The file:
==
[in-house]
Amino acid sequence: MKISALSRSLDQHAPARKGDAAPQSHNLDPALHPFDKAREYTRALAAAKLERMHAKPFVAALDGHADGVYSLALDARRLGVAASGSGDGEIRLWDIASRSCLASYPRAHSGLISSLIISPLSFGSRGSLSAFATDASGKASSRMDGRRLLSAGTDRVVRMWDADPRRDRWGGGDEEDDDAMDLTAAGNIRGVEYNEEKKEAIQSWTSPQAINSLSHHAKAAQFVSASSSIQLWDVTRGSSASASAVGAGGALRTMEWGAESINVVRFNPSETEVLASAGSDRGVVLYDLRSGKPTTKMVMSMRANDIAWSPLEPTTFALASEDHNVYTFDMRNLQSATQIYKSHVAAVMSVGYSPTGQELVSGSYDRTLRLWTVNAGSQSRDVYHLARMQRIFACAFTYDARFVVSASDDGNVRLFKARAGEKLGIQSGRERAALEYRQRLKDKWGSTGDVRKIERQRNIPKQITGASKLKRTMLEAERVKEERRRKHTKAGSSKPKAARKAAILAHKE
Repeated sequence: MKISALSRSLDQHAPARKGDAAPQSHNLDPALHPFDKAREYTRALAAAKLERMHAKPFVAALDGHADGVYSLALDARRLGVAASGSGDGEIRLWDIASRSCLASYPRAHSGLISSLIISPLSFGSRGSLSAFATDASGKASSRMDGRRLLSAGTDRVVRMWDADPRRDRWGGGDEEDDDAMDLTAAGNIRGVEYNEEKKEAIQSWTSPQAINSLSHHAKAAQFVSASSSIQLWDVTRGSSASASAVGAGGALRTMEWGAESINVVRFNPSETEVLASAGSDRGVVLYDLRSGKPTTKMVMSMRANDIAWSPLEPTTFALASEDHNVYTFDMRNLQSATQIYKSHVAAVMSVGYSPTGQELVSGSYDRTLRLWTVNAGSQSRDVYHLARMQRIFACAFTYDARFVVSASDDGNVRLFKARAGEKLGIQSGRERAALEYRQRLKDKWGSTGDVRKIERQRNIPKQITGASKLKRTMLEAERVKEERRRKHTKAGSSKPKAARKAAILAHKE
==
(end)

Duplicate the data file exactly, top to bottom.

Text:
[in-house]
Amino acid sequence: MKISALSRSLDQHAPARKGDAAPQSHNLDPALHPFDKAREYTRALAAAKLERMHAKPFVAALDGHADGVYSLALDARRLGVAASGSGDGEIRLWDIASRSCLASYPRAHSGLISSLIISPLSFGSRGSLSAFATDASGKASSRMDGRRLLSAGTDRVVRMWDADPRRDRWGGGDEEDDDAMDLTAAGNIRGVEYNEEKKEAIQSWTSPQAINSLSHHAKAAQFVSASSSIQLWDVTRGSSASASAVGAGGALRTMEWGAESINVVRFNPSETEVLASAGSDRGVVLYDLRSGKPTTKMVMSMRANDIAWSPLEPTTFALASEDHNVYTFDMRNLQSATQIYKSHVAAVMSVGYSPTGQELVSGSYDRTLRLWTVNAGSQSRDVYHLARMQRIFACAFTYDARFVVSASDDGNVRLFKARAGEKLGIQSGRERAALEYRQRLKDKWGSTGDVRKIERQRNIPKQITGASKLKRTMLEAERVKEERRRKHTKAGSSKPKAARKAAILAHKE
Repeated sequence: MKISALSRSLDQHAPARKGDAAPQSHNLDPALHPFDKAREYTRALAAAKLERMHAKPFVAALDGHADGVYSLALDARRLGVAASGSGDGEIRLWDIASRSCLASYPRAHSGLISSLIISPLSFGSRGSLSAFATDASGKASSRMDGRRLLSAGTDRVVRMWDADPRRDRWGGGDEEDDDAMDLTAAGNIRGVEYNEEKKEAIQSWTSPQAINSLSHHAKAAQFVSASSSIQLWDVTRGSSASASAVGAGGALRTMEWGAESINVVRFNPSETEVLASAGSDRGVVLYDLRSGKPTTKMVMSMRANDIAWSPLEPTTFALASEDHNVYTFDMRNLQSATQIYKSHVAAVMSVGYSPTGQELVSGSYDRTLRLWTVNAGSQSRDVYHLARMQRIFACAFTYDARFVVSASDDGNVRLFKARAGEKLGIQSGRERAALEYRQRLKDKWGSTGDVRKIERQRNIPKQITGASKLKRTMLEAERVKEERRRKHTKAGSSKPKAARKAAILAHKE